Cause and Effect in European Politics and Law

EU's economic governance - a discussion of euinside in the European Parliament

Ralitsa Kovacheva, June 23, 2011

The adoption of the economic governance package should happen quickly but not at all cost, members of the European Parliament commented during a discussion, organised by euinside in the European Parliament in Brussels. In the conversation took part Ms Danuta Huebner (EPP, Poland), Ms Pervenche Beres (Socialists&Democrats, France) and Olle Schmidt (ALDE, Sweden). The representative of the group of the Greens Sven Giegold did not manage to take part but euinside spoke to him on the next day, so you will be able to see the Green's position too on the debated issues.

Although planned precisely according to Parliament's agenda, our discussion coincided with a crucial moment of the negotiations between Parliament and the Council on the 6 proposals pack, aimed at enhancing the economic governance of the EU. Literally hours before its beginning it became clear that the Parliament does not accept the compromise, proposed by the Council, so the proposals were approved only politically and the real, legislative adoption was postponed for July. Thus, in fact will be ensured another month for negotiations between the Parliament and the Council on the most controversial issue - the voting with reverse qualified majority in the Council and the areas to which it will be applied.

The rule for reversed qualified majority means that the Commission's decisions for the sanctions on the member states, when they do not comply with the rules, to enter into force automatically, unless they are rejected by a qualified majority in the Council. The Parliament, however, insists the rule to be applied to the Commission's recommendations to the member states, which the Council is not ready to agree with. On top of it, the Parliament itself is divided because, if for the Groups of the EPP and ALDE the issue of qualified majority is crucial, the socialists put on the first place the austerity measures, which they say deprive countries from investments.

This dividing line has been defined very clearly in euinside's discussion. Another, of course, hot topic was Greece and EU's attempts to rescue the country for a consecutive time. Ms Huebner and Ms Beres did not agree with Olle Schmidt's position, according to which there was no way to tell the Swedish taxpayer why he should pay for Greece, since the Greeks themselves protest and refuse to pay. On the contrary, everybody pays in the European budget, disagreed Ms Huebner. She added that if time ago the EU had the mechanisms now envisaged in the package for the economic governance - for surveillance of fiscal and economic policies and for early detection of macro economic imbalances, the EU would have reacted more adequately to the situation in Greece. Ms Pervenche Beres, who is also a rapporteur of the special parliamentary committee for the crisis, recalled that it was France and Germany that first violated the Stability and Growth Pact and that the E in the Economic and Monetary Union was ignored. It is impossible with criteria like 3% deficit of GDP and 60% debt to outline the economic policies of the member states, Ms Beres commented.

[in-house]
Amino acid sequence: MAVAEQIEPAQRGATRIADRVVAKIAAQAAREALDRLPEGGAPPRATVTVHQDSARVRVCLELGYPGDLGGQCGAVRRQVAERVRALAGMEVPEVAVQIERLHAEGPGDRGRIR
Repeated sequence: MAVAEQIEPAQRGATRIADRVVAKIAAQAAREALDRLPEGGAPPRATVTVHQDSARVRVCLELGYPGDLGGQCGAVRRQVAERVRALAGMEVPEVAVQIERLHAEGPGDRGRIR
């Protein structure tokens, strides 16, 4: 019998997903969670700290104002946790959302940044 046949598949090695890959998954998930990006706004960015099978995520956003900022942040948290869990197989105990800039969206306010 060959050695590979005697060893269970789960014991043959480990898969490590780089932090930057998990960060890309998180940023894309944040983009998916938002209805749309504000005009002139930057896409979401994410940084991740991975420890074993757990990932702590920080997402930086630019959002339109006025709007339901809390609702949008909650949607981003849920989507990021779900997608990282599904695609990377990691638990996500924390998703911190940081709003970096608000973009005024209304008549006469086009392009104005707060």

The discussion was animated and dynamic, the MEPs invested a huge dose of humour, in spite of the seriousness of the issues. They tried to explain things simply, even when they were forced to use the Brussels speak. And they were very interested whether these issues were interesting for the people and whether this was not too complex and distant for them.

This is why euinside's team for a year now is writing in details on the issue and is trying to translate it from the "Brussels speak", because first of all it has to be understood and debated by the national politicians and experts, the people tasked to take decisions on national level, responding to the European policies and according to the new rules. The holding of this conversation from Brussels to the national capitals and vice versa is crucial because obviously the gathering of national leaders and ministers in the framework of the councils is not enough to achieve full understanding and coordination. And most of all - thinking in the same direction, so that the national and the European do not compete with each other but to add up.

How do the MEPs see their role in this process as democratically elected representatives of the European citizens, as well as the positions of the main political forces in the European Parliament.